Combinations of phosphorylation, acetylation, methylation, ubiquitylation, and sumoylation of histones comprise what is referred to as the " histone code" These marks influence processes from transcription to DNA replication, where gaining access to DNA organized in chromatin is necessary. Much emphasis has been placed on the role of histone ubiquitylation and sumoylation during the process of transcription. Histone H2B is monoubiquitylated at lysine 123 in budding yeast and influences gene activation. All four of the core histones are sumoylated on their amino terminal tails in this organism, and this serves to negatively regulate gene expression. Because antibodies specific for ubiquitylated or sumoylated yeast histones are not commercially available, and these marks are highly sensitive to proteolysis in native cell extracts, special genetic and molecular tools have been developed to monitor these dynamic and often rare modifications in vivo. Here, we describe some of these tools, with emphasis on how they can be used for transcriptional studies.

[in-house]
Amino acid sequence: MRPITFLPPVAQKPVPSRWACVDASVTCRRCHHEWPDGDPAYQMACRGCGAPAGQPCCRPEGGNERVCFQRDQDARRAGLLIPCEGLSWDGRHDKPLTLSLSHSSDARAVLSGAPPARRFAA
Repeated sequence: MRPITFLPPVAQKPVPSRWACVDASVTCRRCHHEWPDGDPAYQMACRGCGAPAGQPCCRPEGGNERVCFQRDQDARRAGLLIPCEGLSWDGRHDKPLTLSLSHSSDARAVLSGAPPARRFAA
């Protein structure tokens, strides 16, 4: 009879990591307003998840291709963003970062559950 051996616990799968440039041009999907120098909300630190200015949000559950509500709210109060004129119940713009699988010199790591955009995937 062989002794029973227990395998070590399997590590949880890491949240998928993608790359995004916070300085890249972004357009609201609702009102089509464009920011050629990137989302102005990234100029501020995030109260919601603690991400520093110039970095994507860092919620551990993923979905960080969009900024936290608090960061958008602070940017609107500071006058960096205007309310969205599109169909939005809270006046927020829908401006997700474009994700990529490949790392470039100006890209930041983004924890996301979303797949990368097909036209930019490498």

|Original language||English (US)|
|Number of pages||8|
|State||Published - Jul 2011|
ASJC Scopus subject areas
- Molecular Biology
- Biochemistry, Genetics and Molecular Biology(all)